Types of Anxiety
Like all mental illnesses, anxiety comes in many forms and affects people in different ways. Victims can have symptoms of one kind of anxiety disorder, two kinds or even five. In the end, all anxiety disorders greatly reduce the standard of living and prevent victims from living their lives to the fullest.
General Anxiety Disorder is characterized by excessive worry that occurs day after day. Although some stress in life is to be expected, people with this disorder experience anxiety more frequently and with a greater intensity than people without this disorder. Even if a victim is aware that their anxiety is unreasonable, they are unable to control it. Symptoms include an increased startle response, difficulty sleeping and headaches.
Social Anxiety Disorder manifests as a fear of interacting with other people. Victims are often convinced that friends and strangers dislike them or judge them in a negative light even when reassured otherwise. Social anxiety is distinct from shyness in that it significantly debilitates a person’s life. Symptoms include an intense fear of humiliation, avoidance of unfamiliar people and always expecting the worst in a social situation.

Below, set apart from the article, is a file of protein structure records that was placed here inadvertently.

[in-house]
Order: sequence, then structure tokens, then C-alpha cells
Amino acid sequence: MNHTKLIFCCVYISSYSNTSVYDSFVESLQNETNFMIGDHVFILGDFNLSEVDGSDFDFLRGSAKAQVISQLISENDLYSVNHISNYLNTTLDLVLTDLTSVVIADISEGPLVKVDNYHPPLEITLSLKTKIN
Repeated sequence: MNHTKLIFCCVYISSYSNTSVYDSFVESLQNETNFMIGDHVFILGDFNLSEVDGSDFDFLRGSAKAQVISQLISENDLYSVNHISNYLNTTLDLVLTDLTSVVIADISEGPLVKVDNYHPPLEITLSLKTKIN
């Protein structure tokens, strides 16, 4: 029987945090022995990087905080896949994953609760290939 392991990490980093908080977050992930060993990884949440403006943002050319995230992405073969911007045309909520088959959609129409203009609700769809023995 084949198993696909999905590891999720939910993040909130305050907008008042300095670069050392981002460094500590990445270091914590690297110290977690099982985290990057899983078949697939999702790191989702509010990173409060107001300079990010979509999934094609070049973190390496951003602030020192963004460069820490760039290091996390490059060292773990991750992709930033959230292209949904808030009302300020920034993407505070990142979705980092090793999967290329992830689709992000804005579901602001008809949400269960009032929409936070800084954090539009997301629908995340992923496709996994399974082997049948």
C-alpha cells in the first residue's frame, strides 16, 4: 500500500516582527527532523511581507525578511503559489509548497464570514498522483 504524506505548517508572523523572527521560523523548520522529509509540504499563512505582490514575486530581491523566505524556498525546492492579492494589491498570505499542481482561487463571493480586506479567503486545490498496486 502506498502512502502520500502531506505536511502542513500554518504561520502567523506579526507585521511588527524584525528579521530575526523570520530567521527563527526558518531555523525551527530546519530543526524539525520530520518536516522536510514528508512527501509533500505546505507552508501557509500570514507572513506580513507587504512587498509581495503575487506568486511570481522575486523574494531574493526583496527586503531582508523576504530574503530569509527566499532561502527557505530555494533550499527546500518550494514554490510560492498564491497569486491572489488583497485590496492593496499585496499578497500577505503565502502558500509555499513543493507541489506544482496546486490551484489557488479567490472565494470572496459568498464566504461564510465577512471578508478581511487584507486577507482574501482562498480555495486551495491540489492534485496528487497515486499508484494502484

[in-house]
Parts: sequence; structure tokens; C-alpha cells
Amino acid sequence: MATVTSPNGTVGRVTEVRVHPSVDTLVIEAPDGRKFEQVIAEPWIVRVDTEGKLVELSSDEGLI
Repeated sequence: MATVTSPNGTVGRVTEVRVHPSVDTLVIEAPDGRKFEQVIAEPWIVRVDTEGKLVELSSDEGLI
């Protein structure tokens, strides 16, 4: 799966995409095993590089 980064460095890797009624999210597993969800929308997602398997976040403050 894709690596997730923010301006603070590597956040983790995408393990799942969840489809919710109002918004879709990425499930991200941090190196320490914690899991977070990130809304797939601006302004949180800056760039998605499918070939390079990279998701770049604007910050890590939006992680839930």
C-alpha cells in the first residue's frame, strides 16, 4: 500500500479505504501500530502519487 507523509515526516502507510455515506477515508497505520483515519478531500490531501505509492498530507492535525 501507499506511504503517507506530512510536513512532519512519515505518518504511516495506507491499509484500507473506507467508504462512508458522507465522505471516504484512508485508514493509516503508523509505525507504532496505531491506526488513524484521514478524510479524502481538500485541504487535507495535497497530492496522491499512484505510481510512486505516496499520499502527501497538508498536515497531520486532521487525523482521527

Panic Disorders are marked by regular, unprovoked episodes of intense fear. Physical symptoms of panic attacks are often extreme and may resemble a heart attack. People who struggle with panic attacks often experience a fear of impending doom, difficulty breathing and chest pain. The fear of a panic attack itself is often enough to trigger one. Some people have only a few panic attacks over the course of their lives, but others suffer from them much more frequently.
A phobia is a persistent, irrational fear. Common phobias include fear of spiders, blood, needles and clowns. Some people who experience phobias do not need medical attention, but others may require intervention, especially if the phobia has a significantly negative impact on their lives. Symptoms include uncontrollable panic when exposed to the source of the phobia, avoidance and an inability to function.
Obsessive-compulsive disorder is characterized by intrusive thoughts that provoke anxiety (obsessions) as well as the rituals used to mitigate that anxiety (compulsions). Those with OCD are often aware that their fears are irrational, yet they cannot control them. Common obsessions include fear of contamination, fear of causing harm to others and the need for symmetry. Common compulsions include excessive hand washing, counting and constant double-checking.
Often when a person is afflicted by an anxiety disorder it is a good idea to seek help through treatment at a rehabilitation center. For those interested in finding a treatment program you can contact the Anxiety Treatment Centers of California at 855-972-9459 for more information.